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Tasmania: A case of the missing water

riverTasmania: A case of the missing water

Sinister happenings in the green kingdom of Bob Brown! somebody is stealing water, raising the never answered question—how can anyone “own” what falls from the sky? Rain that knows no borders or fences, a liquid that falls freely from the heavens landing where ever it pleases without instruction, starts at a high point, courses through hill and dale leaving puddles on its path to the lowest point—the ocean? It’s enough to drive a man to drink—or the legislated opportunity for greed!

There are claims that as Tasmanian farmers face an impending drought, some are taking water from river systems they have not paid for. Melbourne-based investor David Williams owns $15 million worth of water in Tasmania’s irrigation schemes. He believes more water is going missing than can be accounted for through evaporation losses and wants authorities to keep a closer eye on the state’s catchments.

Irrigation scheme investor raises allegations some Tasmanian farmers are taking water illegally

There are claims that as Tasmanian farmers face an impending drought, some are taking water from river systems they have not paid for.

Melbourne-based investor David Williams owns $15 million worth of water in Tasmania’s irrigation schemes.

He believes more water is going missing than can be accounted for through evaporation losses and wants authorities to keep a closer eye on the state’s catchments.

“If there’s no policing there’s going to be anarchy,” he said.

“We have to have some policing, it’s not acceptable to let people take some water out of those river systems and irrigation systems for free when farmers have paid good money — including myself — have paid good money to get access to that water.”

Mr Williams owns water in state-owned company Tasmanian Irrigation’s Midlands and Lower South Esk schemes.

He said taking water without a licence was unfair for farmers and businessmen who have contributed money to fund the state’s irrigation schemes.

“It needs to be policed, otherwise the Government’s good work in building the system — the Federal and State Government — and people like me and hundreds of other farmers which have paid for that system to be built, we’re just losing value in our water licences,” he said.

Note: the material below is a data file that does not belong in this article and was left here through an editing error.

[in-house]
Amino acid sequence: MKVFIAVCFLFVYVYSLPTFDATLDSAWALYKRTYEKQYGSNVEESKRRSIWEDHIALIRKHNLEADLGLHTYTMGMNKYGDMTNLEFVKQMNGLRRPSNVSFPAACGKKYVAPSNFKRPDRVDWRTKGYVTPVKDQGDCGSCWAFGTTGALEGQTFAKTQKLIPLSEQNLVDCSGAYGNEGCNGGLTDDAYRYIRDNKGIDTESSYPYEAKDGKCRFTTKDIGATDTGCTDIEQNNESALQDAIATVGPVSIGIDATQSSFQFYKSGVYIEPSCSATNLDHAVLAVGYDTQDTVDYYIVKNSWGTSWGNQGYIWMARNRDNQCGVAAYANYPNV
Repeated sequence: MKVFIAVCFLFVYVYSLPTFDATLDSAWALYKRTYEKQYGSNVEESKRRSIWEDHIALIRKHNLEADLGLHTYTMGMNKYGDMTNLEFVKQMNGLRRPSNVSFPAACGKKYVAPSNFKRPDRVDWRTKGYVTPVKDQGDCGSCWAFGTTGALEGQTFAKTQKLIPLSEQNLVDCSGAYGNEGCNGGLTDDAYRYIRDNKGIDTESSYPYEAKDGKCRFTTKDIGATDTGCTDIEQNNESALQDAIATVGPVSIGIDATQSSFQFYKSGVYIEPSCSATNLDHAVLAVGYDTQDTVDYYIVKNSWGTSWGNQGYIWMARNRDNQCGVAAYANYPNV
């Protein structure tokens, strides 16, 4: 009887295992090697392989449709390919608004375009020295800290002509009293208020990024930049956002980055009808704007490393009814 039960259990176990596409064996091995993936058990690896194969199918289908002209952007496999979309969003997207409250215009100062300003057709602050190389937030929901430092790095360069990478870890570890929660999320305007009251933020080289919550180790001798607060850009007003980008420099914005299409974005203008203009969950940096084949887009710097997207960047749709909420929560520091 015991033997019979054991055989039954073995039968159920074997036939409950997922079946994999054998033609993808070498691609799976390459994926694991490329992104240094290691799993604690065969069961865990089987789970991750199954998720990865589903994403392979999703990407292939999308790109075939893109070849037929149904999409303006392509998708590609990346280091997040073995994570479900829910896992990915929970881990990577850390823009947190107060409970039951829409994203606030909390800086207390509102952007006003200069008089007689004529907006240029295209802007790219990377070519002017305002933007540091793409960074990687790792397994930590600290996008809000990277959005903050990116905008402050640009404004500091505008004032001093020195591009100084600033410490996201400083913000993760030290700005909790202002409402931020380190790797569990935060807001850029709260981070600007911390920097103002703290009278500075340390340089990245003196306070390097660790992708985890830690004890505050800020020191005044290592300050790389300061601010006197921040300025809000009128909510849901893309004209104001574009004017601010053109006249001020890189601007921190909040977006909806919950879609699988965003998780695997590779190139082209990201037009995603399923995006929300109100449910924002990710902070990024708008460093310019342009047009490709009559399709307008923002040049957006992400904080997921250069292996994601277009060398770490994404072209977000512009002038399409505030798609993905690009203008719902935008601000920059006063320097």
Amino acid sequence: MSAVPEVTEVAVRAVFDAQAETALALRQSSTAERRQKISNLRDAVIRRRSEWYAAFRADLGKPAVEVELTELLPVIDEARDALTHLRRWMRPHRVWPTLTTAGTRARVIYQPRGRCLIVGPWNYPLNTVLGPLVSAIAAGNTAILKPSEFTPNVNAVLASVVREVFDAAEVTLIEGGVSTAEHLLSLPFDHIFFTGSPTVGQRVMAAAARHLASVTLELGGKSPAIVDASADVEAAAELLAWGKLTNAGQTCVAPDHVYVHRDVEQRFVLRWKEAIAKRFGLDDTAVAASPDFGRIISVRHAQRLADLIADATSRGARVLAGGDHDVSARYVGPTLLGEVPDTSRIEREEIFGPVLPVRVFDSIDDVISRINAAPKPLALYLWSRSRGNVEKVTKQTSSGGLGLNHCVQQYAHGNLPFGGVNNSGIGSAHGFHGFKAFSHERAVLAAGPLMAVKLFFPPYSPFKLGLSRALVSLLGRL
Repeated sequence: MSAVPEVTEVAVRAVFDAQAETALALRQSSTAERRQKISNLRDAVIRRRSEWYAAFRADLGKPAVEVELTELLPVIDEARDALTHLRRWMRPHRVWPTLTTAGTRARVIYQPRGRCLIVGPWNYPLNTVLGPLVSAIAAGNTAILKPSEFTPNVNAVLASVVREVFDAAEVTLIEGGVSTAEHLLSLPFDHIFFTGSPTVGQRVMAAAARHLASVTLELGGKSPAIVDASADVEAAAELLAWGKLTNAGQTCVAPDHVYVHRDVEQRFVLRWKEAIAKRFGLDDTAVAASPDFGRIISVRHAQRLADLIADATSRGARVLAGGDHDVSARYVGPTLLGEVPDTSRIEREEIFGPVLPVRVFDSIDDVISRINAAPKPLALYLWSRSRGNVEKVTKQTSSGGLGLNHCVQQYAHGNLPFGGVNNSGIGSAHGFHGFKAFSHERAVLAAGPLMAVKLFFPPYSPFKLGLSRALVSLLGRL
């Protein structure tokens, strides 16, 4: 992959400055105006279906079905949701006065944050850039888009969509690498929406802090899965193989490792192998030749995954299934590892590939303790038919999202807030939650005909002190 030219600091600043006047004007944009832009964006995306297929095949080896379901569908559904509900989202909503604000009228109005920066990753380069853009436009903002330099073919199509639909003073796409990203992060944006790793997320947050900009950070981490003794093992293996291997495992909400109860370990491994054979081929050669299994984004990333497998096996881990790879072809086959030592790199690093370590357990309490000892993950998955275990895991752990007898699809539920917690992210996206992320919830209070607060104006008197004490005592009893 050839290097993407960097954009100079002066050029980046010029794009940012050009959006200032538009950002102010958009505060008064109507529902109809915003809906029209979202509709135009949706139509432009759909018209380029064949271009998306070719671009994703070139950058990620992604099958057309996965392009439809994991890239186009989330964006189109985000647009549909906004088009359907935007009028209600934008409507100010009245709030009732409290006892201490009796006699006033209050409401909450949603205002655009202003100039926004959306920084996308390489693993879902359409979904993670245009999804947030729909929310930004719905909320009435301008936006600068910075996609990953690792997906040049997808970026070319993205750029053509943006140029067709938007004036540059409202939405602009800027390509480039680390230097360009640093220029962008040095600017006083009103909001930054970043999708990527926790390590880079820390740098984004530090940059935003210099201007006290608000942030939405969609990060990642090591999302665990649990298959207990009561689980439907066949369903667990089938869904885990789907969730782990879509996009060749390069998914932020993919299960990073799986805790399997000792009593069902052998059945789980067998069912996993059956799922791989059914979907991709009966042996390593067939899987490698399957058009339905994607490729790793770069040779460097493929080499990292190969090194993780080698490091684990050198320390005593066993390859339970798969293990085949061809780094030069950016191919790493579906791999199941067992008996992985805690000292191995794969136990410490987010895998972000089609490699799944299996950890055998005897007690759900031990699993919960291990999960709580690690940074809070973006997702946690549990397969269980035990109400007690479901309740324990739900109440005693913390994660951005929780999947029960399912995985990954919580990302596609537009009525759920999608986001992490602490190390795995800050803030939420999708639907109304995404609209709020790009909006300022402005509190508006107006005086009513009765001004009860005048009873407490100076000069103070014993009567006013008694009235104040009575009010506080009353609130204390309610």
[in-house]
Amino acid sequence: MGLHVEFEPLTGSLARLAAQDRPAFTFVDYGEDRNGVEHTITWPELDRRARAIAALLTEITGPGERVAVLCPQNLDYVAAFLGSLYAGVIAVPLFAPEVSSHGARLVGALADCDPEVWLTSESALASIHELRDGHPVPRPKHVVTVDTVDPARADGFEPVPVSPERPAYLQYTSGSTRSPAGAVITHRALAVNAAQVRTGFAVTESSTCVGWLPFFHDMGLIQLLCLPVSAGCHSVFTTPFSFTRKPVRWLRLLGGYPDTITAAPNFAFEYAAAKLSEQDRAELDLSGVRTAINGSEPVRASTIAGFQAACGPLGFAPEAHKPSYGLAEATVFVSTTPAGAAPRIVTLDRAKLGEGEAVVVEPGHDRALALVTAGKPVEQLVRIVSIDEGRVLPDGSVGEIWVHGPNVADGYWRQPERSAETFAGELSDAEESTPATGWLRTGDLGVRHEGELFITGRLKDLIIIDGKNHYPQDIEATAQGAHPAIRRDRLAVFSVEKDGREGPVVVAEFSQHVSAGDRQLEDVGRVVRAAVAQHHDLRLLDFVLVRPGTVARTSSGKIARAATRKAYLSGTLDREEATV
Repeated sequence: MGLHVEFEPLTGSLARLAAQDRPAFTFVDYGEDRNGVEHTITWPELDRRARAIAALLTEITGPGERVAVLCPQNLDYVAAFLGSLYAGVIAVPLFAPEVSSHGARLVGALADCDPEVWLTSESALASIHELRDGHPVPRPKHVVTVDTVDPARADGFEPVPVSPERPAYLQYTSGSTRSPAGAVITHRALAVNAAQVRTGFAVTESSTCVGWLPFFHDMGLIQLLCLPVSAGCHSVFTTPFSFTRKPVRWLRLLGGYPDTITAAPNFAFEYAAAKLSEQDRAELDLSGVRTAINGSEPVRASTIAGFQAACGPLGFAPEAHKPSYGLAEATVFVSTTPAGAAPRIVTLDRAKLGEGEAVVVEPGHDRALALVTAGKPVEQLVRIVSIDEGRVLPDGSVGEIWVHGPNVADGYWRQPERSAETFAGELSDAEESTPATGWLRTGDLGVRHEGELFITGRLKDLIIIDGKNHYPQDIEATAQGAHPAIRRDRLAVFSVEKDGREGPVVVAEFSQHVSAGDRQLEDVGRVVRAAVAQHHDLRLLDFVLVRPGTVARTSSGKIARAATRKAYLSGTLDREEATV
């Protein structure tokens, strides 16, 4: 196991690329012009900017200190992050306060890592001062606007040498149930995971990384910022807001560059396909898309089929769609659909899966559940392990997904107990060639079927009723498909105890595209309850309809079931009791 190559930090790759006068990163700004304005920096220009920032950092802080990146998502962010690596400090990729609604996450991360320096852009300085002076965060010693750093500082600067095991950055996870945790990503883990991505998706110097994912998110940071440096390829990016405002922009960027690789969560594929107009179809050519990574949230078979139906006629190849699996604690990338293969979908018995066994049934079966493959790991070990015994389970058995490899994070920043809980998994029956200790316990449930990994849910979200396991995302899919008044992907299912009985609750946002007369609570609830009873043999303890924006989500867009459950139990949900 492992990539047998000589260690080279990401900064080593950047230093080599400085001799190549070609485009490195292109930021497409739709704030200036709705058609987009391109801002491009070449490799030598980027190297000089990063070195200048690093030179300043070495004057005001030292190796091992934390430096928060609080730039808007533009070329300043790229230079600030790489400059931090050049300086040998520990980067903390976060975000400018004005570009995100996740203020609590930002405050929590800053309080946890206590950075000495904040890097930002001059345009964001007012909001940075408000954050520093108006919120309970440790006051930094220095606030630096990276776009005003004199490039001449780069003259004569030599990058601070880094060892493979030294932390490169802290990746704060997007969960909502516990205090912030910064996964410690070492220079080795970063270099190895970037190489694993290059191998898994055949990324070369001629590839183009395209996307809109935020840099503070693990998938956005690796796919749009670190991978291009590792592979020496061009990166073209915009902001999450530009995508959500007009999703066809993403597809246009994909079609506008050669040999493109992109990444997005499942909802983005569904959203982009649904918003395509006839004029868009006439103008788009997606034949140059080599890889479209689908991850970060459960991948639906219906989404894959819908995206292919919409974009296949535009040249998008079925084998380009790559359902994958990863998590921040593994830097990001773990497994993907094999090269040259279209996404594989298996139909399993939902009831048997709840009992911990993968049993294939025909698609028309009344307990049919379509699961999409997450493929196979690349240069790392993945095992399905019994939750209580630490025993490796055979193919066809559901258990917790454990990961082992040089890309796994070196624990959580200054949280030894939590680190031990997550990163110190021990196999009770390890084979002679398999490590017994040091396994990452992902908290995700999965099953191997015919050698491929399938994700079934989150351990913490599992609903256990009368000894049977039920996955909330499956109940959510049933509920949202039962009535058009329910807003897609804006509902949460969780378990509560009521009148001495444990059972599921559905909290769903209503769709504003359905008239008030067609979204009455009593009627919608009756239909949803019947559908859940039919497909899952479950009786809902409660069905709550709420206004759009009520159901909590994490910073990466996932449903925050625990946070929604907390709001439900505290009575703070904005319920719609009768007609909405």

“If we’ve got 100 mega-litres of water I might only be able to take 70, even though I’ve paid for 100 because other people are taking water out of the system without paying for it.”

I’m not aware of anyone taking water when it isn’t rightfully theirs…most of the missing water is down to evaporation.

Julian Von Bibra farmer

Mr Williams does not have any empirical evidence of the practise occurring, but he said there was a lot of anecdotal evidence.

“My evidence is from talking to farmers down there, from talking to all sorts of officials,” he said.

“I think if you talk to farmers in those areas you’ll find that it’s common knowledge.”

Julian Von Bibra is a farmer at Ross, who has invested in Tasmanian Irrigation Midland scheme and is also chairman of the separate Elizabeth-Macquarie Irrigation Trust.

He has denied the claims, arguing that most of the missing water can be attributed to evaporation losses.

“I’m not aware of anyone taking water when it isn’t rightfully theirs,” Mr Von Bibra said.

“I’m not sure where he [Mr Williams] gets his advice from, those who live here are also well connected, most of the missing water is down to evaporation.”

But Mr Von Bibra stopped short of criticising Mr Williams personally, thanking him for his contribution to the Midlands’ irrigation scheme.

“We appreciate the contribution he’s made into investing into our community water scheme and the fact that it has got it off the ground and we now have options, we can approach him and purchase water, which is great,” he said.

The ABC understands water theft has been concerning water users for many years.

Primary Industries Minister Jeremy Rockliff said his department took the issue seriously.

“We’ll investigate any matters when it comes to farmers not complying with statutory requirements, we take those matters very seriously,” he said.

There are plans to deploy more departmental staff this summer to monitor water use.

The Tasmanian Farmers and Graziers Association president Wayne Johnston said he could not confirm any reports of water theft.

“If farmers are doing that then they’re really only stealing off their next door neighbour,” Mr Johnston said.

Tasmanian Irrigation would not comment publicly on the issue.

 

{ 1 comment… add one }
  • Lorraine 09/11/2015, 8:45 am

    so a pump and a pipe with solar attached to run the set up, is not detectable. a cut drain from river to property is not detectable, I know we are talking Tasmania but really where is proof , not needed when there is global warming sucking up the water, please I should not have read this utter rubbish of the moaning $15 million water man

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